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Competencies in HR HR Leaders in the next decade

- Prasenjit Bhattacharya

Is there anything left to be written on HR competencies?


The myth of being a strategic business partner
Ever since Dave Ulrich and Wayne Brockbank started talking about moving HR from
an operationally reactive role to a strategically proactive role ( more than a
decade back) , every second article talks about why HR should be a strategic
business partner. The premise of these articles is that HRs first priority is to help in
delivering business results by enabling the organization to align people with the
business goals.
In study after study we read about why it is important for HR to be the strategic
business partner. The same studies would also point out that only in a very few
organizations are HR, in fact, strategic business partners.
Then again, which function should not aspire to be a strategic business partner? If you
ask procurement, administration, information technology, corporate communication,
finance .any function, they will all say that their function should be a strategic
business partner. Understanding business, getting people aligned to the business, and
being strategically proactive (whatever it means) is a requirement of every function.
HR has to be a strategic business partner, but that is not, in my opinion, the pinnacle
at the end of a long journey of going through different phases. What is common to
every function cannot be the distinguishing feature for one function. What then, is the
distinguishing feature of HR?
The changing needs of employees
Predicting the future is a tricky business, particularly if you happen to be around when
the future arrives. I was reminded of Abraham Lincolns saying, The best way to
predict your future is to create it! Which are the organizations that are well placed to
predict what people at workplaces will be like in future? Are they not likely to be the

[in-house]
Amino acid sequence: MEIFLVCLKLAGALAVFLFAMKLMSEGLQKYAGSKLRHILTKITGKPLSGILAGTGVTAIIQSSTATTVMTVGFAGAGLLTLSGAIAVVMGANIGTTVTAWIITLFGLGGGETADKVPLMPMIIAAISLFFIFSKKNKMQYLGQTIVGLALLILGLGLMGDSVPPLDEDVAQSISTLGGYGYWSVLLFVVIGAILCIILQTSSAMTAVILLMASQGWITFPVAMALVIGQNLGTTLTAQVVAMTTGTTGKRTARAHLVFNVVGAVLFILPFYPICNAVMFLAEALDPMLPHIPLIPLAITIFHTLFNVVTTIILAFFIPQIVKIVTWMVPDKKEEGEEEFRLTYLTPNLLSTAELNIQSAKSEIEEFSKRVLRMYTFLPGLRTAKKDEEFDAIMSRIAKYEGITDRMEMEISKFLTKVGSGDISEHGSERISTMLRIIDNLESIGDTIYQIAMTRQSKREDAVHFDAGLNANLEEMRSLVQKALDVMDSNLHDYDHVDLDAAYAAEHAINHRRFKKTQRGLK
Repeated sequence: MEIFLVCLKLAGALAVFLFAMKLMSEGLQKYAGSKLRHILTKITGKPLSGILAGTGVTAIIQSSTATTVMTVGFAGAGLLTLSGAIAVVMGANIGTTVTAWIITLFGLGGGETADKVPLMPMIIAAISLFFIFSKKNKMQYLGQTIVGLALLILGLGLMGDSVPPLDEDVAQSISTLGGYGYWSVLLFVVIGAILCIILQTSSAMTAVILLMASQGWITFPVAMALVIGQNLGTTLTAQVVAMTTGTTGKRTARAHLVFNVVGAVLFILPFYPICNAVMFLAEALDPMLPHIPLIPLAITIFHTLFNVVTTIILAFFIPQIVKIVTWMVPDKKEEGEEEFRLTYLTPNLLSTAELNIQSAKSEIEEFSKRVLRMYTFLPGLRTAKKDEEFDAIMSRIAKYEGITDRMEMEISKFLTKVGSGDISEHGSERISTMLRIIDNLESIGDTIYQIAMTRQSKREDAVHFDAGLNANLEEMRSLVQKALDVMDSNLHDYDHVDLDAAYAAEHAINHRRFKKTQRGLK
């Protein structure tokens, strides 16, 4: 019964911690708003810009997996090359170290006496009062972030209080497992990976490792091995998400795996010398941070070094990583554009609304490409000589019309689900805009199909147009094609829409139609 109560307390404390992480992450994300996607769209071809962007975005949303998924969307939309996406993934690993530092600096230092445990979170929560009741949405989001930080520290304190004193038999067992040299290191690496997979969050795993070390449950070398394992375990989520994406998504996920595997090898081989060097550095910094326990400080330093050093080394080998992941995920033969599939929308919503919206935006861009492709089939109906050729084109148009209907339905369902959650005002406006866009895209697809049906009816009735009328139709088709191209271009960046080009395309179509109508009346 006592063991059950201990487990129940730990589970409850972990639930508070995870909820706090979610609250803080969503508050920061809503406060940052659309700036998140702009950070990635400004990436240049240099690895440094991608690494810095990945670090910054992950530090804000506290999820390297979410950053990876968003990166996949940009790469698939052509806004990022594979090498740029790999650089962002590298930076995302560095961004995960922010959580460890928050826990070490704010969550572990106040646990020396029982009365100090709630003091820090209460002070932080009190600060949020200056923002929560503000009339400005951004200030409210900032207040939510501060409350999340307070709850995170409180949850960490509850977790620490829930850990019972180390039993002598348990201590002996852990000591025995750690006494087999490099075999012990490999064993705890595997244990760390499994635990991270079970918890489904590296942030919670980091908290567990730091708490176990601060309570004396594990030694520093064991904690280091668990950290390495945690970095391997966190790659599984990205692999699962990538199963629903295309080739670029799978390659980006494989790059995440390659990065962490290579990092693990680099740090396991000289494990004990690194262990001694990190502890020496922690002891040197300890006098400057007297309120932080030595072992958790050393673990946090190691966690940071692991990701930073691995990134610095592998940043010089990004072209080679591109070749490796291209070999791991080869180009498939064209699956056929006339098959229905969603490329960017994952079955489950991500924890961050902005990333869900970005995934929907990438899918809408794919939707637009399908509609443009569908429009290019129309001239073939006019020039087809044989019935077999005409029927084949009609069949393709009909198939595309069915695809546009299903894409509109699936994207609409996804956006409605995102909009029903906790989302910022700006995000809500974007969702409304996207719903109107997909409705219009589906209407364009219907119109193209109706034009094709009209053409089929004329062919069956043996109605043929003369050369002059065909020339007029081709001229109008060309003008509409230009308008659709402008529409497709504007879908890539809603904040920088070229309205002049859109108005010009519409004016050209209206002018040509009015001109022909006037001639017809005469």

people who are already creating great workplaces today? The people who seem to
have understood their employees so well, are likely to be ahead of others in seeing
how things shift in the workplace. This rather imperfect logic led me to interview a
cross section of CEOs and HR leaders of some of the companies that feature in the
Top 50 Best Companies to Work for list of Great Place to Work Institute in India.
This article, therefore, is relevant only for the creamy layer in the organized sector
in India. Also, in line with the language used by many of the CEOs I spoke to, I have
avoided using terms which sound like jargon while describing competencies.

What are the key drivers for attracting and retaining talent today? Most HR managers
will name compensation (and resultant opportunities to fulfil esteem needs), learning
opportunities, career growth and instant recognition as some of the more important
drivers.
While these continue to be important, executives in some of the best workplaces
predict that another set of needs will become increasingly more relevant among
employees. This is particularly true in India whose demographic profile is very
different from the western countries.
1. Autonomy & Freedom - A peek into the future is visible in organizations like
Marriott and Google today. Both are magnets for young employees. Both have
an extremely high degree of freedom and empowerment. And both have open
and transparent communication processes to share information required by
employees to exercise their freedom.
2. Higher flexibility and work- life balance Employees are increasingly
going to differentiate between selling their skills and selling their life.
Contracts will be based on deliverables and not on time spent. Developed
economies like US have more than 22 per cent of their work force in the form
of free agents- people who are not on the rolls of a company. Even
traditional forms of employment will change. IBM, for example, has more
than 50 work-life balance programmes and a significant section of employees
who work from home.
3. Customized career paths Infosys has devised 24 career streams, most
Organizations have 1 or 2! Why stop at 24? How about one for each
employee? Seems impossible in a paradigm where structure follows strategy
and people follow structure and roles. Yet in reality, the growth of each person
is unique; why should his career growth not be unique?
4. Transparency - Mindtree has a rule called 95:95:95. In 2020 this rule will